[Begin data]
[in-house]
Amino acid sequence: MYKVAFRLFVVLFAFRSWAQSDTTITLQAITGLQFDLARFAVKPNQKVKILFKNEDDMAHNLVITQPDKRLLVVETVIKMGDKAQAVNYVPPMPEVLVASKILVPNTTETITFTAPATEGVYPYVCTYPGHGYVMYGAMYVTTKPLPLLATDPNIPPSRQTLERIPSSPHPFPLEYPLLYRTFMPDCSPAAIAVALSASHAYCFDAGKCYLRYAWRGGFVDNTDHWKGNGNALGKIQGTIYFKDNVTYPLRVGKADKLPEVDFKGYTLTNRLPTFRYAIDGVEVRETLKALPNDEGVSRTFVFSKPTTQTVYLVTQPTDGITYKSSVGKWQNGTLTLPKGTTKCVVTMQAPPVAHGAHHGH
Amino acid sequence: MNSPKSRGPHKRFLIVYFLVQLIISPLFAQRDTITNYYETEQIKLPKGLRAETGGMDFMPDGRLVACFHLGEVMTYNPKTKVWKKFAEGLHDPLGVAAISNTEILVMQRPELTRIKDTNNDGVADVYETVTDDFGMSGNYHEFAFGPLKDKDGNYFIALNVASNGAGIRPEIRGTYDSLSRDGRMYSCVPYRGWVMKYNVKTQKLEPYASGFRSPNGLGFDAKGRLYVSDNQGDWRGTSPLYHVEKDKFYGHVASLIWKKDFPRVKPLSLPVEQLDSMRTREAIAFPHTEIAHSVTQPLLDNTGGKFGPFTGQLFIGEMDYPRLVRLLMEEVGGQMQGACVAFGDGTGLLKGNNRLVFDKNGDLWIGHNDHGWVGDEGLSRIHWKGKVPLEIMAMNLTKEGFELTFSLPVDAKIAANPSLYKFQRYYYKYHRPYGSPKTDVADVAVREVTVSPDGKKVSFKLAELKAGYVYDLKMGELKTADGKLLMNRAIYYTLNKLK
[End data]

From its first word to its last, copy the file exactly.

[in-house]
Amino acid sequence: MYKVAFRLFVVLFAFRSWAQSDTTITLQAITGLQFDLARFAVKPNQKVKILFKNEDDMAHNLVITQPDKRLLVVETVIKMGDKAQAVNYVPPMPEVLVASKILVPNTTETITFTAPATEGVYPYVCTYPGHGYVMYGAMYVTTKPLPLLATDPNIPPSRQTLERIPSSPHPFPLEYPLLYRTFMPDCSPAAIAVALSASHAYCFDAGKCYLRYAWRGGFVDNTDHWKGNGNALGKIQGTIYFKDNVTYPLRVGKADKLPEVDFKGYTLTNRLPTFRYAIDGVEVRETLKALPNDEGVSRTFVFSKPTTQTVYLVTQPTDGITYKSSVGKWQNGTLTLPKGTTKCVVTMQAPPVAHGAHHGH
Amino acid sequence: MNSPKSRGPHKRFLIVYFLVQLIISPLFAQRDTITNYYETEQIKLPKGLRAETGGMDFMPDGRLVACFHLGEVMTYNPKTKVWKKFAEGLHDPLGVAAISNTEILVMQRPELTRIKDTNNDGVADVYETVTDDFGMSGNYHEFAFGPLKDKDGNYFIALNVASNGAGIRPEIRGTYDSLSRDGRMYSCVPYRGWVMKYNVKTQKLEPYASGFRSPNGLGFDAKGRLYVSDNQGDWRGTSPLYHVEKDKFYGHVASLIWKKDFPRVKPLSLPVEQLDSMRTREAIAFPHTEIAHSVTQPLLDNTGGKFGPFTGQLFIGEMDYPRLVRLLMEEVGGQMQGACVAFGDGTGLLKGNNRLVFDKNGDLWIGHNDHGWVGDEGLSRIHWKGKVPLEIMAMNLTKEGFELTFSLPVDAKIAANPSLYKFQRYYYKYHRPYGSPKTDVADVAVREVTVSPDGKKVSFKLAELKAGYVYDLKMGELKTADGKLLMNRAIYYTLNKLK